It’s a mental trick I’ve used in other situations as well. Sometimes when I’m feeling overwhelmed by a busy household full of kids and all the duties that go along with them, I try to picture myself in the future, looking back at this time in my life. I pretend I’m able to let that future me time travel back to where I am now. Believe it or not, that typically helps me appreciate what I have in the present and cope with it all quite a bit better.

May we all strive to find out what God would have us focus on, and then put all our efforts on following through with those goals. I say these things in the name of Jesus Christ, amen.

Latter-day Saint Missions Shortened to 18 Months*

Leading up to general conference this year, I’d heard plenty of rumors. There have been quite a few significant changes recently, so it’s no wonder people are buzzing with ideas about what else might change. This time around, I was hearing talk that the length of time young people serve on missions was going to change. Men were going to just serve 18 months. Or women were going to start serving 24 months. Or it was going to be up to the individual, regardless of gender, to serve 12, 18, or 24 months.

Or. Or. Or.

Conference came. Conference went. Mission lengths did not change, if you noticed.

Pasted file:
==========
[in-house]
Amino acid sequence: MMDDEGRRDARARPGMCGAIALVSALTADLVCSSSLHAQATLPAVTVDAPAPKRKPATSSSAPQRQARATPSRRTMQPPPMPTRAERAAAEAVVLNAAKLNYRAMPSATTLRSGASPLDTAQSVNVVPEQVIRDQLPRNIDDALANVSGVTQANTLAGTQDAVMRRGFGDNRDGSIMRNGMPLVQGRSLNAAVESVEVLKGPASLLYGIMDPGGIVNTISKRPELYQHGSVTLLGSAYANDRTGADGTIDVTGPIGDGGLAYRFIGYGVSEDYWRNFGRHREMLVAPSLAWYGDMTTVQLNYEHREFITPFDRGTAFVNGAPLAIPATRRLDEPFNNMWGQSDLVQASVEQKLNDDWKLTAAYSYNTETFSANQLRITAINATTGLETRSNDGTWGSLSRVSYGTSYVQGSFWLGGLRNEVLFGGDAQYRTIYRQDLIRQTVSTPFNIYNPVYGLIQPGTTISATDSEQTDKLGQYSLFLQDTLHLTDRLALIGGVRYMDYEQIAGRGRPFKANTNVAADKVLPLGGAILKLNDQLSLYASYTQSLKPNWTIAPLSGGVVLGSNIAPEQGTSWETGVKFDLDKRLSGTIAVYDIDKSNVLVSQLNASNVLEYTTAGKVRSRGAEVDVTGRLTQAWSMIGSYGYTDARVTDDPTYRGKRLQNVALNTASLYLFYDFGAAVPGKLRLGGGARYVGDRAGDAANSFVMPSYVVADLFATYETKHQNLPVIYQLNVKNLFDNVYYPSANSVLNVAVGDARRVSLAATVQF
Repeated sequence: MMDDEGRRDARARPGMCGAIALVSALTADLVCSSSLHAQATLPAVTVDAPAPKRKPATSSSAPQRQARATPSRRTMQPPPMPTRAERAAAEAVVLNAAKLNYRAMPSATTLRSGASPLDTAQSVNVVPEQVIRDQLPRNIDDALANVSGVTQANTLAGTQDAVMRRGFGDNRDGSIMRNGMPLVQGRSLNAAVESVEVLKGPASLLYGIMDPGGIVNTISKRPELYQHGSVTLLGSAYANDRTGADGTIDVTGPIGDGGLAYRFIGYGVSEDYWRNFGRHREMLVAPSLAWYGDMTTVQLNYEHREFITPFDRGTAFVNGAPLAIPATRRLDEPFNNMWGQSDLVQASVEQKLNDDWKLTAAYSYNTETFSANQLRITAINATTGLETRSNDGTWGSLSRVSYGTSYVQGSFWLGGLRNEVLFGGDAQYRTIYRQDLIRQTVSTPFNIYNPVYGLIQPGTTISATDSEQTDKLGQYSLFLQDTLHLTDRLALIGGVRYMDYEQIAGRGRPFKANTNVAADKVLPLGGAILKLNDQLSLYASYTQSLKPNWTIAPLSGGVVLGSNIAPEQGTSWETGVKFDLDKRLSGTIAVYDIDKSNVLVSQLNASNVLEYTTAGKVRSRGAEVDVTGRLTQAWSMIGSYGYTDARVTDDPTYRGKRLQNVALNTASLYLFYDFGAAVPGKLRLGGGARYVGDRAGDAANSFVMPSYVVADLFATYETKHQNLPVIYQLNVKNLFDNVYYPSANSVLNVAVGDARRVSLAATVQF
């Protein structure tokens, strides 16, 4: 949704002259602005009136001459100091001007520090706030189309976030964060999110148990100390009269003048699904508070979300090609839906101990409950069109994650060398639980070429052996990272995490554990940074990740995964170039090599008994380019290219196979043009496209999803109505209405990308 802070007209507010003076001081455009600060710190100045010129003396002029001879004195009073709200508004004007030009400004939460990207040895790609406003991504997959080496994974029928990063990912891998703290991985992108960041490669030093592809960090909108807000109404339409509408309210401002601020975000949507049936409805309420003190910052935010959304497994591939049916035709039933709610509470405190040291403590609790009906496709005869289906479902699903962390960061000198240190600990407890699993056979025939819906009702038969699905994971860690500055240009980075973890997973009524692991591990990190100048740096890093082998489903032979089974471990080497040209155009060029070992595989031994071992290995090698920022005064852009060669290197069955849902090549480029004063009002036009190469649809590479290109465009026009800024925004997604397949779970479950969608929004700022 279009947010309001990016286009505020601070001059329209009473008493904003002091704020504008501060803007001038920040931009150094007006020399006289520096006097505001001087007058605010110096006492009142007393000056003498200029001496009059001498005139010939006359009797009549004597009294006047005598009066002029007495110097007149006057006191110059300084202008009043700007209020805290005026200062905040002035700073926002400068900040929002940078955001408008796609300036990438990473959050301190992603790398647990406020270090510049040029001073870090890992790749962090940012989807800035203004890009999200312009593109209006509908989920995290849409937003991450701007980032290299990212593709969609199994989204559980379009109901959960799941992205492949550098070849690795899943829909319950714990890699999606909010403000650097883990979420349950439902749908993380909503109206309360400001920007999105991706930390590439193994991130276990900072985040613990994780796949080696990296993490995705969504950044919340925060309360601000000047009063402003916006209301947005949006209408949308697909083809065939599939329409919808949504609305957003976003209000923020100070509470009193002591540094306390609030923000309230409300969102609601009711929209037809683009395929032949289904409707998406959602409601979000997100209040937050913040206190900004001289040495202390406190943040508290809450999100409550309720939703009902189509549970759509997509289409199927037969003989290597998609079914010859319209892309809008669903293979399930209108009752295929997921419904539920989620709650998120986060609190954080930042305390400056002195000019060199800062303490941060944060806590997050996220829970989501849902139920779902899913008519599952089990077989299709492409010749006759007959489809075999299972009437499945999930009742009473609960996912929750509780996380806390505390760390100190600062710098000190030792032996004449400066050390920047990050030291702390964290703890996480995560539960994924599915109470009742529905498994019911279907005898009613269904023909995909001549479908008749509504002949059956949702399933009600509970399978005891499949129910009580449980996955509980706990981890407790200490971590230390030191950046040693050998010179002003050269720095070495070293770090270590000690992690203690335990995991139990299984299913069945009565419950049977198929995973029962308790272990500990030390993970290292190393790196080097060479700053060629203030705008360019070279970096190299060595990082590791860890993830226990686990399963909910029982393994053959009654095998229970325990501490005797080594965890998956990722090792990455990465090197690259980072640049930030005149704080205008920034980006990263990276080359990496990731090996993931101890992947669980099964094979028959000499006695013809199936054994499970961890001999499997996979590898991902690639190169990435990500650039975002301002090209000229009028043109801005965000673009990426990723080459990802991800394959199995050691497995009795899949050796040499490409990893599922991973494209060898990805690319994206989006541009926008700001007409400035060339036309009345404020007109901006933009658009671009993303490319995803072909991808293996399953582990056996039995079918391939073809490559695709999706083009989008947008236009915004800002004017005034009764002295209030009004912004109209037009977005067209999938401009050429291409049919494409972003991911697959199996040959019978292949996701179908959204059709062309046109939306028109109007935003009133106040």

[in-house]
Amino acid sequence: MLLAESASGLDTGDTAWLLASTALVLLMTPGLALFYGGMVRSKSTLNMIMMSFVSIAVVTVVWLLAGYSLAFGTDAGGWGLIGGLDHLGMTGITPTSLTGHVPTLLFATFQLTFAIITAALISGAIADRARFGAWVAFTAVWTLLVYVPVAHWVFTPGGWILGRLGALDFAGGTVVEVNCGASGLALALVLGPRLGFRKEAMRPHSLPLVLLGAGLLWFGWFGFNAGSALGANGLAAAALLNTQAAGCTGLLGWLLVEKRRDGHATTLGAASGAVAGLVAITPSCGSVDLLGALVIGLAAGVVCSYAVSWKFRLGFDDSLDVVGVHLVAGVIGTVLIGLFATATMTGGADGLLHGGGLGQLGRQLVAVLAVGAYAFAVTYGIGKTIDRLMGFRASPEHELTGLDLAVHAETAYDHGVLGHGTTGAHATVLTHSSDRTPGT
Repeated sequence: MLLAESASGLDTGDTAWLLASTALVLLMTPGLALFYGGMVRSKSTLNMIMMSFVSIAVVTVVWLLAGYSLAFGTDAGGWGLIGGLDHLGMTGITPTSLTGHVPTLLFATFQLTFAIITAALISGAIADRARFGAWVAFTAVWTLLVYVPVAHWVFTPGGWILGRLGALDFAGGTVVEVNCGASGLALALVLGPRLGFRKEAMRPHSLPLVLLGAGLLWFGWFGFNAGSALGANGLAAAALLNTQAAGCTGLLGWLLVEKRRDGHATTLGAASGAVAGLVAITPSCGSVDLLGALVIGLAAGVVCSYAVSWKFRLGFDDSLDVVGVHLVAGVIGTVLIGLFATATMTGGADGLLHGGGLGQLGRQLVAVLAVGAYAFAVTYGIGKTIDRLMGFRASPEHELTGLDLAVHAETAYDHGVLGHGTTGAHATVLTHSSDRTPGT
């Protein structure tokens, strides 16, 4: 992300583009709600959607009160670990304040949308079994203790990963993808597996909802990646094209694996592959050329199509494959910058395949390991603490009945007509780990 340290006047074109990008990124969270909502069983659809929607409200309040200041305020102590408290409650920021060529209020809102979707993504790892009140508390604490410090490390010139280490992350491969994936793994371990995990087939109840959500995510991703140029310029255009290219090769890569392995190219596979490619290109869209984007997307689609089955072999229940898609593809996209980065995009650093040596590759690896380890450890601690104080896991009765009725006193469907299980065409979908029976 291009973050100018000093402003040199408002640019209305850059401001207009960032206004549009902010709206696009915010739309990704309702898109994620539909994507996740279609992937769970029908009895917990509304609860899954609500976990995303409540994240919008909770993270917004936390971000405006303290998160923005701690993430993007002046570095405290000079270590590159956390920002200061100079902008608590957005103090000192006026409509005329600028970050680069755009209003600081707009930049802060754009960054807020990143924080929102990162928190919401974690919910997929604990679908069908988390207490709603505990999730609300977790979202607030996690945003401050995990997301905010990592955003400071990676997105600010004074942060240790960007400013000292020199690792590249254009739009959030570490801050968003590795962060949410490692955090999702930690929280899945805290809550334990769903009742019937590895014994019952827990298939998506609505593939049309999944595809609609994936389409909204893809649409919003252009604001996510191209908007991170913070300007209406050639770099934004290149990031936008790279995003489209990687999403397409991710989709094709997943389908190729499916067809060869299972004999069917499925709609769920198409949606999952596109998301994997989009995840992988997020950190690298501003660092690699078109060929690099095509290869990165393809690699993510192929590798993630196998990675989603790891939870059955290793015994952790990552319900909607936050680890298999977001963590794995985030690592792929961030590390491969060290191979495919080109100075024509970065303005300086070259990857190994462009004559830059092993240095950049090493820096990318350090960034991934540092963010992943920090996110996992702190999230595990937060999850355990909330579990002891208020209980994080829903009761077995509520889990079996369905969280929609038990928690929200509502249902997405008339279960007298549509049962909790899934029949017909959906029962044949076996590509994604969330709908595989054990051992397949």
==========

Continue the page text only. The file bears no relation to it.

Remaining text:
However . . .

I learned through some research something older members might be well aware of, but which was new to me. The church DID make a big announcement in a leadership conference, shortening the length of missions for young men from 24 months to 18 months.

It’s just that they did it back in 1982.

In speaking for the First Presidency, President Gordon B. Hinckley said that “much consideration has been given to the term of service for young men in the mission field. Costs of maintaining missionaries have risen dramatically. Many of our families face extremely heavy economic pressures. The problem is aggravated by the fact that more and more young men are being called from lands outside the United States and Canada, many of them from lands where rates of inflation have been extremely high and have taken a serious toll in the real incomes of people.”

He added that in a number of areas young men are subject to “regulations which preclude extended absence from school or apprenticeship programs”; likewise, military requirements in some countries prohibit two-year absences to fill missions.

“It is hoped,” said President Hinckley, “that improved training will better qualify [the missionaries] to work more productively when they arrive in the field. It is likewise anticipated that this shortened term will make it possible for many to go who cannot go under present circumstances. This will extend the opportunity for missionary service to an enlarged body of our young men.”